A sit-on-the-pot kind of book is a good way to describe this book. You can spend just a few moments with it and start yet another fishing daydream rolling. As I read, I often encountered sections that provided an opportunity for remembrance. Remembering all the great fishing places I've been fortunate enough to go to throughout the years. Places in Arizona, Colorado, Wyoming, to mention a few and of course my own home state of Tennessee.

It was in the section on Tennessee that I realized better some of the difficulties of writing such a book. The author describes a river I frequent in the cooler seasons, the Hiwassee. The difficulty I specifically am referring to is apparent when the author says that it is "one of the top twenty trout streams in the country." Obviously the author hasn't fished the Hiwassee for several years. Back in its heyday the statement would have been accurate, but not now. Don't get me wrong...it still fishes very well but nothing like the good old days. The author also says "humongous trout and plenty of them." Once again, there are still large trout but nothing like years ago. This is the big difficulty of writing a book like this. You can't possibly fish 1001 places in the last couple of years and great fisheries fluctuate. Places that were great 5 or 10 years ago may only be average fisheries now.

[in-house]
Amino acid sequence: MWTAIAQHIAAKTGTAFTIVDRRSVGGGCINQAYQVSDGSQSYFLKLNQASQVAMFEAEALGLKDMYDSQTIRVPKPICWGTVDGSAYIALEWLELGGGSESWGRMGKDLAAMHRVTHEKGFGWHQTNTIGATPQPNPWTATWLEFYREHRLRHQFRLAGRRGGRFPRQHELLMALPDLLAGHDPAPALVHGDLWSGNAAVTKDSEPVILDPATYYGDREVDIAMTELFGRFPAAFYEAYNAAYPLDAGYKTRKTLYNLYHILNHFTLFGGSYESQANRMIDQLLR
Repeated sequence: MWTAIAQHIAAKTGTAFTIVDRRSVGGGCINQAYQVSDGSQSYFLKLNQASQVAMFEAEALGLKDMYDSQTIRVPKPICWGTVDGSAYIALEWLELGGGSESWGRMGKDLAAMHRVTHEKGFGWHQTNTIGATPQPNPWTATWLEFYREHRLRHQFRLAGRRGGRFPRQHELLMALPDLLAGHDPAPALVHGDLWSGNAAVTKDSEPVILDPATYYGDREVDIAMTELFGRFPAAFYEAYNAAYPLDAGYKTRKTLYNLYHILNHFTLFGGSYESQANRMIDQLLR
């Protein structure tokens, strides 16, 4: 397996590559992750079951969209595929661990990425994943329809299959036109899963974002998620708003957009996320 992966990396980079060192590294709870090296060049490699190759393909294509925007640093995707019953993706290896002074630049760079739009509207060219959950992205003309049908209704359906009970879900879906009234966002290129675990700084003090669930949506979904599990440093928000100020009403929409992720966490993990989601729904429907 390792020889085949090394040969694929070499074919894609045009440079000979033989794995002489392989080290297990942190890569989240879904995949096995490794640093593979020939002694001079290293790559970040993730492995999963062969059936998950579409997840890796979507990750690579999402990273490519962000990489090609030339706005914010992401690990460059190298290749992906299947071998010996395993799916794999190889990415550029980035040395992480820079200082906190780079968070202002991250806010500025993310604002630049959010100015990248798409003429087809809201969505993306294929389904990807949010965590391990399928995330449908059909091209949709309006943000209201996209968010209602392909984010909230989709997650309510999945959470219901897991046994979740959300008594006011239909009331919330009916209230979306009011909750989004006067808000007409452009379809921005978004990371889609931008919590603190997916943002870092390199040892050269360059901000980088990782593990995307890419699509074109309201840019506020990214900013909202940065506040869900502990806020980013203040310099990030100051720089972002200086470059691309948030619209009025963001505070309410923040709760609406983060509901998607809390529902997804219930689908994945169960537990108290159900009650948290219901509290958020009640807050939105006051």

Of course, this isn't the authors fault fully, he is writing based largely on his experience. When you check out this book, keep this in mind. Enjoy the book, especially enjoy the stories, and dream. If you do this, especially if you dream, the author will have accomplished his goal. He wrote this book to inspire fishing trips and dreams of fishing trips.

As I said, the stories are great. The author is definitely a gifted story teller even though many stories have to be kept very concise for space concerns. From a new fishing buddy that pulls out a gun to randomly shoot towards the pronghorn antelope to an epic day on the Yellowstone, the stories will keep you reading looking for more. One of my favorite stories I could relate to very well. The author hooked a large fish on the Taylor only to lose it. My first day on this stream full of hogs was slow until I hooked a large rainbow in the 7-8 pound range. I started hollering for my buddies to bring a camera and drew a crowd of spectators with the commotion. After several tense moments I gently eased the trout towards my net only to have to tiny zebra midge pop out as the large 'bow slipped back to its midstream lair. Yeah, I understand the frustration that the Taylor generates at first. However, once you understand it the fishing can be a blast.

That is the way this book is. You read a little and immediately start reminiscing or daydreaming. I honestly couldn't put it down for awhile after I received this book and will continue to read and re-read any time I want to dream about great fishing places.

Oh yeah, he also mentioned my favorite (for now) stream ever. And no, I'm not going to tell you what stream that is, not even the state it is in so don't ask. If you pick up this book and start trying all the trout (okay, so that IS a hint) streams, maybe you'll discover it for yourself. If you do, please keep it under your hat. I want to find it as free of crowds as I left it...